IMERG Captures Heavy Rainfall from Typhoons Bavi, Maysak and Haishen
From August 22 through September 7, 2020, NASA’s IMERG algorithm estimated rainfall from three typhoons as they passed over the Pacific Ocean, Japan, and Korea. According to NOAA's records, this was the only time since records have been kept starting in 1945 that the Korean peninsula saw three landfalling typhoons in a single year, let alone in two weeks. Each of the three typhoons--Bavi, Maysak, and Haishen--reached the equivalent of “major hurricane” status, meaning Category 3 or above on the Saffir-Simpson hurricane-intensity scale (shown here as a red in the hurricane track) along their northward journeys toward the Korean Peninsula.
In this animation, the typhoons' low-pressure centers are tracked with lines whose color changes based on their intensity in NOAA storm-track data. Both Maysak and Haishen reached Category 4 status, with Haishen just shy of a Category 5 storm at its peak. Even though each storm weakened before making landfall, the cumulative effects of their winds and rainfall were reported to have led to evacuations and power outages that affected hundreds of thousands of people in southern Japan and Korea.
This animation shows IMERG rain rates in blue and yellow shading overlaid with cloud data from infrared measurements on NOAA geostationary satellites, shown here in gray/white. Each of the three storms produced heavy rain rates throughout their paths, seen here in yellow shading (greater than 25 millimeters/hour, or 1 inch/hour). As the storms progressed, they left trails of heavy rainfall accumulation, shown in green shading; only values above 4 inches are shown here. The highest rainfall accumulations occurred over the Ryukyu Islands in southern Japan, with Okinawa estimated to have received over 60 centimeters (24 inches) of rain during this 17 day period (right edge of dark green shading).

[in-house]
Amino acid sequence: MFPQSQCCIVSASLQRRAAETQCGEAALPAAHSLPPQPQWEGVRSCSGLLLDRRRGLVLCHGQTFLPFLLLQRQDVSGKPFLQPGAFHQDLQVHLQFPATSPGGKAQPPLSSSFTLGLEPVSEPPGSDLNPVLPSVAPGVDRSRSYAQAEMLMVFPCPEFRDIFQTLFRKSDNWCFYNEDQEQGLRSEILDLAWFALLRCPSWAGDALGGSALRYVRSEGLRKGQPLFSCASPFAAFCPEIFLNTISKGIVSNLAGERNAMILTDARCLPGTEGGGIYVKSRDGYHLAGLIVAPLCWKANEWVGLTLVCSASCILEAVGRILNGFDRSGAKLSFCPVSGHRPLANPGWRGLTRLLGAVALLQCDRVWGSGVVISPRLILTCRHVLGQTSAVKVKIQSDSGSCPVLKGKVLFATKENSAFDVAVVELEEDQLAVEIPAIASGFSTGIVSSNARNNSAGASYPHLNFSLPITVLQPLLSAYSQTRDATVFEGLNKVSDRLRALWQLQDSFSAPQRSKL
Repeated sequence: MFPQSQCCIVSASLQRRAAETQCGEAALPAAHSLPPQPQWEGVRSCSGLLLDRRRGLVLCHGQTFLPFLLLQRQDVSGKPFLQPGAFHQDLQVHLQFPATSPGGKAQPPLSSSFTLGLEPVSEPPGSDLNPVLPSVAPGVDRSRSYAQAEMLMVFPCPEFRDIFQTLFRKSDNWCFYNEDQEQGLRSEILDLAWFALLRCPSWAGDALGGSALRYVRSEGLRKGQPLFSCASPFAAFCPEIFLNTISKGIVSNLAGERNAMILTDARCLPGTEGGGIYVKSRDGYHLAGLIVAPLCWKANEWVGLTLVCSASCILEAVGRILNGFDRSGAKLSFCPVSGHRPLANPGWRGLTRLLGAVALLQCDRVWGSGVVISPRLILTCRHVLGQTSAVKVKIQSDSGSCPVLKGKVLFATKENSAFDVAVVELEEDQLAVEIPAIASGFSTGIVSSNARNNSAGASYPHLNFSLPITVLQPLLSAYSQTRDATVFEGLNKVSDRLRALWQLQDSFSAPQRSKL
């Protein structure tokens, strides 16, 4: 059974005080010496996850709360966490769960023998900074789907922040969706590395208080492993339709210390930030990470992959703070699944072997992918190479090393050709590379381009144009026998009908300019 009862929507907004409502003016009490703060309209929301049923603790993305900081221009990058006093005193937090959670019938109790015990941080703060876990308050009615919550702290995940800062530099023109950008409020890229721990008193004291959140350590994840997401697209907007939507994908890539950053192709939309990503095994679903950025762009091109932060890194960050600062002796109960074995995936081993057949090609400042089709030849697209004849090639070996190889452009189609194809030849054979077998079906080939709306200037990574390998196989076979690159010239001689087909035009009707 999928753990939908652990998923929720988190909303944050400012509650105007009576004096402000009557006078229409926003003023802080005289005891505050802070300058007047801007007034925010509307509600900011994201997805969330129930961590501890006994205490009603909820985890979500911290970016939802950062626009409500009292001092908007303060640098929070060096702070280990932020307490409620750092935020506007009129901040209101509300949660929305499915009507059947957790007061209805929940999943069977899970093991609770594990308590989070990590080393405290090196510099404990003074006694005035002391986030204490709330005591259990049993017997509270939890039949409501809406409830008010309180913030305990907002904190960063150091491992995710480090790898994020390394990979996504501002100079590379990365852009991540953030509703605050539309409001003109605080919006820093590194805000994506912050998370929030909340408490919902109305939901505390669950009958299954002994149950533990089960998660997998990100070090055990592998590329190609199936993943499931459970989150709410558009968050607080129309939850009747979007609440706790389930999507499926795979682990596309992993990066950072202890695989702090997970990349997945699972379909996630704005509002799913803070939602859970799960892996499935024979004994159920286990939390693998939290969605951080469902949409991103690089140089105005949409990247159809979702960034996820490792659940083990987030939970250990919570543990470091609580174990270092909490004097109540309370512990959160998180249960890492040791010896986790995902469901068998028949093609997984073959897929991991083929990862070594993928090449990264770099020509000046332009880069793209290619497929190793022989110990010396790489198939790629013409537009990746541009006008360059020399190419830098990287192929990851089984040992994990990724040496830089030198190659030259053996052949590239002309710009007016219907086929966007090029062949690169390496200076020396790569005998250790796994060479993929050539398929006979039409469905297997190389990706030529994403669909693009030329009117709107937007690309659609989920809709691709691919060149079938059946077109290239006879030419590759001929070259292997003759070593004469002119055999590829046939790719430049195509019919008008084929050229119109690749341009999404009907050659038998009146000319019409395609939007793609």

A rain gauge station on Okinawa confirmed the >24-inch rainfall totals for the same time period, according to data from the NOAA National Climatic Data Center. Parts of Korea and Japan also saw high accumulations as a result of the three typhoons: Jeju Island, to the south of the Korean Peninsula, was estimated by IMERG to have accumulated between 25 and 40 centimeters (10 and 16 inches). The region around Busan, the second-largest city in South Korea and a major international shipping hub which was just kilometers away from both Maysak’s and Haishen’s landfalls, saw totals between 15 and 20 centimeters (6 and 8 inches).
Visualization and Story by Jason West (NASA GSFC)